- Option 1: opt into the beta program. This option land users a Coin Beta device in October/November which they’ll use and provide feedback for until spring of 2015. When the final Coin product is released in Spring 2015, these users will be able to pick one up for $30 or 70 percent less than the retail purchase price. It’s important to note that despite the discount, this brings the total cost for anyone who wants to be a Coin Beta user as well as a first-gen owner up from $50 to $80. In effect, these users are paying $30 for the privilege of helping to building a better Coin while having fairly exclusive access to some cutting-edge technology that’s likely to leave heads turning wherever you use it. Still, it’s understandable why this perk isn’t for everyone.
- Option 2: wait until the final version is launched. To properly incorporate the feedback from the Coin Beta program, the final Coin Product will launch some time in spring of 2015. Backers who don’t opt in to the Coin beta program will automatically land on this list.
- Option 3: get a refund. While there’s no specific link to click in order to fulfill this option, heading over to the Coin website and writing in to their customer care staff via the information on the Contact Us page should set these users up for a credit refunded to the payment method that they used to back Coin. Facebook posts on the official Coin Facebook page indicate that this process should take about 10 business days.
Right now there are only 10,000 slots that will be offered to users according to how soon they pre-ordered a Coin card. However, Parashar hinted that the company may expand the number of beta testers in the program based on demand.
Today’s communication from Coin allows allows backers to register their pre-ordered Coin device (or devices), which is mandatory for the system to work. Unlike pre-ordering a smartphone or another embedded electronic device like a FitBit, each Coin card is actually mated directly to the user’s account before it ships and contains a unique identifier. This tactic deters theft since thieves will need access to not only the Coin card, but the login of the owner before being able to re-sync new cards to the device.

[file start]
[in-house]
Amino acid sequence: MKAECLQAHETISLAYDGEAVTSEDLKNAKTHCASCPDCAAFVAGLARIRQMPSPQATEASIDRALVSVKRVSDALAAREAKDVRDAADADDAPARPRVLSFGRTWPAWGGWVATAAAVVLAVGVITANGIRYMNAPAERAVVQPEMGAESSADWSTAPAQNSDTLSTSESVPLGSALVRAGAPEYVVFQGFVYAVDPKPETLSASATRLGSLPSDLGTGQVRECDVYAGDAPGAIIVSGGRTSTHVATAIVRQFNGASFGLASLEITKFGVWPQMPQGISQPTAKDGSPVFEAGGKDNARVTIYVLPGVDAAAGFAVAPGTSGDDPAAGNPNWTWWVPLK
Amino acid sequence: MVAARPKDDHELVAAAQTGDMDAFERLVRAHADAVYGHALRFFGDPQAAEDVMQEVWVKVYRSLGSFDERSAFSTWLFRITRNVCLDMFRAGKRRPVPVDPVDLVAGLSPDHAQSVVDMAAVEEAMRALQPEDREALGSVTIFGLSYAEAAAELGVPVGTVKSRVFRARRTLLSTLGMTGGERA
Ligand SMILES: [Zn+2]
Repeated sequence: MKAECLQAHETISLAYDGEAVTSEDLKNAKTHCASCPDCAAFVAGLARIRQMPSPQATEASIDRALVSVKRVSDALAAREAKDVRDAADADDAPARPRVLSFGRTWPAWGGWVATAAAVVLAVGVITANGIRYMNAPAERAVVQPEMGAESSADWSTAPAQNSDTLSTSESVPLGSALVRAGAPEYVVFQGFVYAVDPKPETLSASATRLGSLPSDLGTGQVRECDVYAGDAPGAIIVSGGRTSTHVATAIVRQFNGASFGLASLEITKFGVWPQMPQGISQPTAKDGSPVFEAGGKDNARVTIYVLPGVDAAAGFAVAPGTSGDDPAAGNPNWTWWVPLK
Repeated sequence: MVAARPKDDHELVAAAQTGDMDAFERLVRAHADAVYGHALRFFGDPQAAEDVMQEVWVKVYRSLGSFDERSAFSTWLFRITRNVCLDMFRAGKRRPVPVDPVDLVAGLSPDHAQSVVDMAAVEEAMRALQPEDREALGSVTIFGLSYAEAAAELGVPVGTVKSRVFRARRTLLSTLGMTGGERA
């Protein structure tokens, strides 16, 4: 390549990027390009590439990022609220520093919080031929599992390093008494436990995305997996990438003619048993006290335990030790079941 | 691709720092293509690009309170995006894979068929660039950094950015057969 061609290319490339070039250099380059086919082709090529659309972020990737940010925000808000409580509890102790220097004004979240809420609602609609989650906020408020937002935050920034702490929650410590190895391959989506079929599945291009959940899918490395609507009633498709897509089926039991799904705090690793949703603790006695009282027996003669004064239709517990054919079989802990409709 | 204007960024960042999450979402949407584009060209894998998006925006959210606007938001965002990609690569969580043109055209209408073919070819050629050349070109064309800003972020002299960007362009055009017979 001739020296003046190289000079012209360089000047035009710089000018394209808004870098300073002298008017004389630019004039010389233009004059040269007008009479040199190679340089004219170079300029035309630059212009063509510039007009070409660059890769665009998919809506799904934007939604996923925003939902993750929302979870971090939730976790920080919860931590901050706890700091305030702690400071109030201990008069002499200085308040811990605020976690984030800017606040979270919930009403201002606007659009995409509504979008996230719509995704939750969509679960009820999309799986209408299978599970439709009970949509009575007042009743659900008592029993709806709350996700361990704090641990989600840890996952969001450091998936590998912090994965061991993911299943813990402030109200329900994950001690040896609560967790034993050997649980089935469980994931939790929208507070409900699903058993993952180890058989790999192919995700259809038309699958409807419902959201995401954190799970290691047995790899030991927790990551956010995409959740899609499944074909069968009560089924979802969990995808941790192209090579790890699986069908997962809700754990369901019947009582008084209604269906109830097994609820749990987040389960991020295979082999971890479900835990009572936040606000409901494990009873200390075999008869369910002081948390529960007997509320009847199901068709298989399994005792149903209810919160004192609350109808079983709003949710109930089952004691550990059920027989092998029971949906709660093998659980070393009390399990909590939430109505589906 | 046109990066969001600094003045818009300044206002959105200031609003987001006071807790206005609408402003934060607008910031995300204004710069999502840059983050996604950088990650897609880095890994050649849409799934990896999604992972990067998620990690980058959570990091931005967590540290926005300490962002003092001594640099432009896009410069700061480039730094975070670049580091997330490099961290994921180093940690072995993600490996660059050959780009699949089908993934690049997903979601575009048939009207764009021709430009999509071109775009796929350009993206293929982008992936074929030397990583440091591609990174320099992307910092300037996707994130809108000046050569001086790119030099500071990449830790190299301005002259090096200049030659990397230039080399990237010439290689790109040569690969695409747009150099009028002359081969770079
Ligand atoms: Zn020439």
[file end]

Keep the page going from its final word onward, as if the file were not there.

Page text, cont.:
Right now, there’s little reason for backers to be afraid that the final product won’t come to pass. While the video of an early Coin device released in May is available for anyone to watch, Parashar hopped on Skype yesterday afternoon to give us a glimpse of the current beta model. Parashar wasn’t in a position to swipe the device out in the wild (he was stuck in an airport lounge), but it was easy to see that progress had been made in the app interface, synching, and security/code interface. Coin’s also announced availability for the digital card’s iPhone and Android companion apps, which drop on August 28th and September 25th respectively. In addition to users being able to add credit cards in anticipation of the upcoming device, the apps are the only way to opt into the Coin Beta program. Finally, Coin’s team was excited to talk about their encryption schemes and other enhancements. They’re determined to produce this device. The beta, Coin stressed, was focused on field testing and refinement.
“We’ve got a rainbow of skills,” the founder and CEO mused about the range of talent on his team and the value of this expanded beta. “Coin beta will allow us to create the best experience for the final product.”
Whether or not the finalized product is everything Parashar says it will be, there are thousands of anxious backers who can’t wait to find out for themselves.